Last weekend’s Sunday Life ran a story entitled “You’ve Got Males”, about the conundrum of raising males, which could be a good article if it wasn’t so sexist and traditional-man bashing.

Some such examples are:

“… Mum went through a feminist phase where the various pitfalls of male behaviour were outlined to me early and often, boot-camp style: think The Biggest Loser if they were trying to create metrosexuals instead of skinny people”—most feminists will tell you that it isn’t a phase; children should be allowed to grow in their own ways, whilst being gently guided by their caregivers.

“Such a boy thing to do” —what, exactly? Playing with trucks and being destructive? I have observed plenty of male children being more mellow, whilst girls go ahead and trash their cubbies after they’ve been lovingly tidied by moi (true story). It comes down to being an individual, not a stereotype. And at aged three, should we really be pushing stereotypes on our children?!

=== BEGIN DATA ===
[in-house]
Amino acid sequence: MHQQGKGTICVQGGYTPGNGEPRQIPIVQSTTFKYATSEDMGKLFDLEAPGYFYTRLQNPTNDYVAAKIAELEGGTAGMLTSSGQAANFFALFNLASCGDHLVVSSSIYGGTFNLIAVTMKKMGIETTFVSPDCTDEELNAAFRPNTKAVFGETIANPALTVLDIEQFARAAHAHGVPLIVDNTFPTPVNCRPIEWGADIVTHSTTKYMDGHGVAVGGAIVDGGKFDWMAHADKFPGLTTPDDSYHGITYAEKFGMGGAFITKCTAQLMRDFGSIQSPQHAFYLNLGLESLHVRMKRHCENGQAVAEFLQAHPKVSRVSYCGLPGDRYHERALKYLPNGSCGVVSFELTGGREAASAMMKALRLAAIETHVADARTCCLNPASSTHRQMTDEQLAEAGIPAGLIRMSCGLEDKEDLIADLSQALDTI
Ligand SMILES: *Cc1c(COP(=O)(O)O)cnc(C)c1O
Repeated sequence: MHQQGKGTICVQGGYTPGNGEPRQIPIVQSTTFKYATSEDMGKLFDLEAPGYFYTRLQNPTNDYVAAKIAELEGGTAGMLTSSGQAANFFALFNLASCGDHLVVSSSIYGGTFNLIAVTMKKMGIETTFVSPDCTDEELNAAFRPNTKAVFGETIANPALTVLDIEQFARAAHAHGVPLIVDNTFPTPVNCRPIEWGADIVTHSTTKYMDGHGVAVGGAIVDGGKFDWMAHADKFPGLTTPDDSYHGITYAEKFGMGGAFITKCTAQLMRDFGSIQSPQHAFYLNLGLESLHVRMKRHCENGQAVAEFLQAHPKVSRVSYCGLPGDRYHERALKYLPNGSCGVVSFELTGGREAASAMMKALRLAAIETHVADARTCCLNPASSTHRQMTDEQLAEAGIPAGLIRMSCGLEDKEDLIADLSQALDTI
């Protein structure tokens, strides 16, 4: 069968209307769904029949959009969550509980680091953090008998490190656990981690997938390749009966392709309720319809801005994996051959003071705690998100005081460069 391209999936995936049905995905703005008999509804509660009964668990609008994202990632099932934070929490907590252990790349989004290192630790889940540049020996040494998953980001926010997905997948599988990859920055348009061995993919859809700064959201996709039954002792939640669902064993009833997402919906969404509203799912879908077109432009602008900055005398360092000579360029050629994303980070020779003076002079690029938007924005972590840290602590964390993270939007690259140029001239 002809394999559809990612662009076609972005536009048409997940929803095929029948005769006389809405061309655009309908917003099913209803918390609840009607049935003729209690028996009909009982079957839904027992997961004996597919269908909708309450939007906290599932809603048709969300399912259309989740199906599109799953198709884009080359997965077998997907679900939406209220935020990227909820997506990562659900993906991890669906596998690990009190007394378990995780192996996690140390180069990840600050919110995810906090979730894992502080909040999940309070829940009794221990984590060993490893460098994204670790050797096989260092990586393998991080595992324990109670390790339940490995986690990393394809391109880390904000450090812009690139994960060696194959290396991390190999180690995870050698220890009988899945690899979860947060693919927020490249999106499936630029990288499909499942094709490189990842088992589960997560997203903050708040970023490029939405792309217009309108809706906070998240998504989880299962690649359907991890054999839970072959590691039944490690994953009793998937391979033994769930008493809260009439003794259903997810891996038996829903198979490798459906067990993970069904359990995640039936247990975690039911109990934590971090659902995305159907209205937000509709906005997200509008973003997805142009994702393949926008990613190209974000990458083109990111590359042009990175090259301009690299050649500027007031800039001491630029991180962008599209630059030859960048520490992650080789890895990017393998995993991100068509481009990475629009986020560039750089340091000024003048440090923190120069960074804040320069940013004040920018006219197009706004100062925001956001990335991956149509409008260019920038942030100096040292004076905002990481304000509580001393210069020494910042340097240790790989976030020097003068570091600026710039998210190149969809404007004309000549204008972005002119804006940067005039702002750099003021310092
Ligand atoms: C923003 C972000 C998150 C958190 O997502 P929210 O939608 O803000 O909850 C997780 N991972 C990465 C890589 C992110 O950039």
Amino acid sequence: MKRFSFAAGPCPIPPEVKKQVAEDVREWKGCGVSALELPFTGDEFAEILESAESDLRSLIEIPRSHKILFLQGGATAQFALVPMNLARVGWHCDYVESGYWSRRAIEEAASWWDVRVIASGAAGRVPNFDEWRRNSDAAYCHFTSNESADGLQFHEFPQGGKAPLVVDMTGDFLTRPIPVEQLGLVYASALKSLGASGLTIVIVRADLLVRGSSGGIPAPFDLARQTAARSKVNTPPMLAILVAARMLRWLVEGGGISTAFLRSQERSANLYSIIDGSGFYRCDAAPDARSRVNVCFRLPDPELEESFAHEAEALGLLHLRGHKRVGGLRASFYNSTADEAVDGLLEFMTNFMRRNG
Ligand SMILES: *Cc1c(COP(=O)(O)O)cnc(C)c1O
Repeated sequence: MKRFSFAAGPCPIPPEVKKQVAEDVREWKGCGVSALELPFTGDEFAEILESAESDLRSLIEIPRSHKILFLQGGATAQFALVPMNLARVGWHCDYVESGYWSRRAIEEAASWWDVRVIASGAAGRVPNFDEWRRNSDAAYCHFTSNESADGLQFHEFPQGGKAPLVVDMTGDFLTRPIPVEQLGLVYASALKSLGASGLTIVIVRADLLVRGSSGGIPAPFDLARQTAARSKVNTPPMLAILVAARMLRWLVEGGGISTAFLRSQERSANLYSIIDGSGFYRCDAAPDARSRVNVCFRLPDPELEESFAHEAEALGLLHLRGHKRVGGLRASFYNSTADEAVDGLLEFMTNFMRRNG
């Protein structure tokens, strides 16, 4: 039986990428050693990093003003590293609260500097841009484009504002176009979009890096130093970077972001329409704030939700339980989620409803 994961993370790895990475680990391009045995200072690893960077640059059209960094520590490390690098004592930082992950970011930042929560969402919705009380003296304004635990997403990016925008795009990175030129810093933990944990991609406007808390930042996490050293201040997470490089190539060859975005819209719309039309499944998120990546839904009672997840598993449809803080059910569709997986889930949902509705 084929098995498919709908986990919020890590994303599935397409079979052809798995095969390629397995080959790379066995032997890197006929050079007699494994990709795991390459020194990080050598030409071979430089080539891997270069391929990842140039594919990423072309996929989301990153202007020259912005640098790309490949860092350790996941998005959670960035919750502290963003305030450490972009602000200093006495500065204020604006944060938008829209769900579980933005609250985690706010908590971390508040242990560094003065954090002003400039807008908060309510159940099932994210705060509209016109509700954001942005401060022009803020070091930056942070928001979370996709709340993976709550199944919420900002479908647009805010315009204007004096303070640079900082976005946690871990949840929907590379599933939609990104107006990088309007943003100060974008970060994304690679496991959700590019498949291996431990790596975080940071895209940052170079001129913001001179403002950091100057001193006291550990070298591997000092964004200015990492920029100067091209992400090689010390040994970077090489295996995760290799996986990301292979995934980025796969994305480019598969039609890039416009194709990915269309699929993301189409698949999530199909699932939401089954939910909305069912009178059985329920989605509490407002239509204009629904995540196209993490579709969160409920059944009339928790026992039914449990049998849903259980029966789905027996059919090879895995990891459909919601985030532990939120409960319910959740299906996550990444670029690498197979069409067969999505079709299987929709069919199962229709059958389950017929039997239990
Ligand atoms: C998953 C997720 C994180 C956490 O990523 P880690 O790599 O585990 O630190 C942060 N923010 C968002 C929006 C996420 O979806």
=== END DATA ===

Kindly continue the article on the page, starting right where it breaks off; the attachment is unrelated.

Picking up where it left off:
“Our first-born liked babychinos and was more artsy than fartsy. But our second boy was a full-blown bloke (‘Finally, a male in the family,’ said my wife)” —liking babychinos means your parents are pretentious, not that you’re going to grow up to be a SNAG. And what’s so wrong with that anyway?

The article also discusses the pack mentality of “groups of men behav[ing] in a more blokey fashion”, which was briefly touched on at the Wheeler Centre’s “The Sentimental Bloke” discussion, in the form of a solitary wine vs. group beers, and how to “deprogram” this.

Personally, I’m not a fan of “blokey behaviour” in the stereotypical sense, but nor to I agree with the parenting style—or typical Australian attitudes—this article attempts to push: that it’s one (bloke) or the other (SNAG), with no regard for the myriad of options in between, or what’s best for the individual child.

[The Early Bird Catches the Worm] Unfinished Business at the Melbourne International Comedy Festival.

[The Early Bird Catches the Worm] “Who the Bloody Hell Are We?”: The Sentimental Bloke at the Wheeler Centre.